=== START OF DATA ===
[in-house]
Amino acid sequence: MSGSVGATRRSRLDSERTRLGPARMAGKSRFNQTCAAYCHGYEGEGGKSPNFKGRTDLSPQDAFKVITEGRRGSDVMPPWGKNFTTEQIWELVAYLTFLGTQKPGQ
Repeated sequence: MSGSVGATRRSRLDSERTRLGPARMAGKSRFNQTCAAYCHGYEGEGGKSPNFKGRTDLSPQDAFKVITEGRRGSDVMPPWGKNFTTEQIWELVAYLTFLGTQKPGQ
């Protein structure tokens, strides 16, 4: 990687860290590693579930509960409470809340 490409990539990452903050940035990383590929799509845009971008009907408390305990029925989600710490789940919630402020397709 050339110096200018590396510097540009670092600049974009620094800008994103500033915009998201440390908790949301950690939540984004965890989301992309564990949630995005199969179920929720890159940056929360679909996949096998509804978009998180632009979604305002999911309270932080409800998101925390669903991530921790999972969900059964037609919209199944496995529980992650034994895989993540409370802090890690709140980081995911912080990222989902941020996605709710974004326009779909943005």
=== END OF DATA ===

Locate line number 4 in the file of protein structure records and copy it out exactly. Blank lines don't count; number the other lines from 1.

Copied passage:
């Protein structure tokens, strides 16, 4: 990687860290590693579930509960409470809340 490409990539990452903050940035990383590929799509845009971008009907408390305990029925989600710490789940919630402020397709 050339110096200018590396510097540009670092600049974009620094800008994103500033915009998201440390908790949301950690939540984004965890989301992309564990949630995005199969179920929720890159940056929360679909996949096998509804978009998180632009979604305002999911309270932080409800998101925390669903991530921790999972969900059964037609919209199944496995529980992650034994895989993540409370802090890690709140980081995911912080990222989902941020996605709710974004326009779909943005």